Photo by Highland Magazine on Unsplash
While digging through treasures in the attic of my childhood home, my sister unearthed a poem.
My father’s best friend wrote it. They grew up together and stayed in touch their entire lives. In it, he expresses his love for every name that appears on his Christmas list and that the people on it are not just names, but memories he holds dear.
I understand his sentiment. I too, send cards every year for the same reason. I remember those who have held a place in my life, maybe years ago and for a brief period of time, but those names and memories are precious.
When remembered, those names and times we shared lighten my day.
My cards are custom ordered. I pick out one or two pictures, that include my cats, a significant event over the past year, and in one instance, pictures of the previous year’s Yankee Swap gift that made the rounds well after Christmas.
They made everyone laugh.
This year was no different. Many people told me that they were not sending cards this year and not bother sending them one if I hadn’t done so already.
But I already had.
Though I enjoy receiving Christmas cards, I don’t send them with the expectation of receiving one in return.
I take pleasure in writing a brief message, and to let people know that, even though we haven’t been in touch, I remember them.
I remember that was laughed, cried, ate, and drank together. That they were important and I have not forgotten.
Life happens. We drift apart.
Those people and the times we shared are no less dear because we don't communicate regularly.
I hold those periods of my life close. Time has not diminished them.
The History of Christmas Cards
Like most things, Christmas cards were invented. Thank goodness they were. I can’t imagine a Christmas without them!
King James I of England, aka King James VI of Scotland, received the first so-called “Christmas greeting” in 1611. It was in the form of a folded, ornamental manuscript with a Christmas and New Year’s message.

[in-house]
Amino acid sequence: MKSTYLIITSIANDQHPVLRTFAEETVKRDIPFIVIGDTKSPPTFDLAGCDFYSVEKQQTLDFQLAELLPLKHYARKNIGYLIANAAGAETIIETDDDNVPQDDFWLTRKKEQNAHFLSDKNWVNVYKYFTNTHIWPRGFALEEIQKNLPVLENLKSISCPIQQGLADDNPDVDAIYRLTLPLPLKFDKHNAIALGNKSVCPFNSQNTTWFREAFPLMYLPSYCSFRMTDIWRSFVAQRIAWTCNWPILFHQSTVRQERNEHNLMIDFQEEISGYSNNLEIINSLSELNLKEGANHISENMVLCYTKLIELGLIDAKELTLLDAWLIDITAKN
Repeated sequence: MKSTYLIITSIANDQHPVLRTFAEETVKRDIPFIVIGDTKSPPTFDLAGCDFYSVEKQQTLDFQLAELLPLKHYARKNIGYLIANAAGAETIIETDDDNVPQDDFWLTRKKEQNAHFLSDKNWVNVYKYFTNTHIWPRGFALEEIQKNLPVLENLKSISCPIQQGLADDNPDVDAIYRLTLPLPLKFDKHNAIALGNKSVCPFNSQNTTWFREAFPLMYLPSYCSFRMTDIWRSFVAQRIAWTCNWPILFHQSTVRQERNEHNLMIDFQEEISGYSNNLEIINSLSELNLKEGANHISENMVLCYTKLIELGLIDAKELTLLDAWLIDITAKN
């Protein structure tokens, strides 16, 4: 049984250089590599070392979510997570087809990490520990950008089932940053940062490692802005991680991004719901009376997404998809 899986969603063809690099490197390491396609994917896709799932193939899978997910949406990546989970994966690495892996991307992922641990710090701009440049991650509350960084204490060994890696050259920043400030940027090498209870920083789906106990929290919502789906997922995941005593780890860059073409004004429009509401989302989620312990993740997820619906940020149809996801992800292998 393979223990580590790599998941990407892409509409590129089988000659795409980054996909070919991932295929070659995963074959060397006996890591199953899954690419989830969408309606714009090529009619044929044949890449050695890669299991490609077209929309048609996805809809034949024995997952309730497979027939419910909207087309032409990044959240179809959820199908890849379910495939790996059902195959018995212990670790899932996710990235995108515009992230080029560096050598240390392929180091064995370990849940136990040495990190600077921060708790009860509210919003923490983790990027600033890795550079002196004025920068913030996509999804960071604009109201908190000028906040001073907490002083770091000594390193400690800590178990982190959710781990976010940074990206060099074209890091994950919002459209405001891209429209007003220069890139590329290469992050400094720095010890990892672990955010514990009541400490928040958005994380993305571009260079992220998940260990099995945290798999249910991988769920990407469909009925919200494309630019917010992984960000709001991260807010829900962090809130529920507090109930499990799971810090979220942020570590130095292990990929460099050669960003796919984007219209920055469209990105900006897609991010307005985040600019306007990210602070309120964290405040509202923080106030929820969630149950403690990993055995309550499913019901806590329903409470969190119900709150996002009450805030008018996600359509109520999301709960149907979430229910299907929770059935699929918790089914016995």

In 1843, Sir Henry Cole, an A-lister in Victorian England, brain-stormed for a way to respond to the piles of Christmas greetings accumulating on his desk. To not acknowledge them would have been considered not only rude, but scandalous.
Times have definitely changed.
Cole had an idea for a card and asked a friend, J.C Horsley, to design it and include a generic greeting. Horsley printed the design on a stiff piece of cardboard, similar to postcards. Thus, the first Christmas card was born.
The first Christmas card appeared in the United States in 1840, but like Cole’s, they had to be ordered, and this made them too expensive for many people.
Louis Prang, a Russian immigrant with a print shop, is credited with mass-producing Christmas cards in 1875, ushering in the advent of the affordable, modern-day Christmas card.
It is now an industry.
The Spirit of Giving
The true spirit of giving means you give for the love of giving, expecting nothing in return. The gift is in the giving, and in this case, it is a card.
It’s the gift of letting someone know that you keep them and the times you spent together in your heart, a remembrance of sorts.
Writing Christmas cards helps us reflect, remember what was what, and consider what will be.
This year, when we are restricted socially, it is a wonderful way to send someone a remembrance, and in doing so, a memory—a memory of the past and a new one for the present.
It doesn’t matter how long it’s been since you’ve contacted someone; it’s Christmas.
And anything can happen!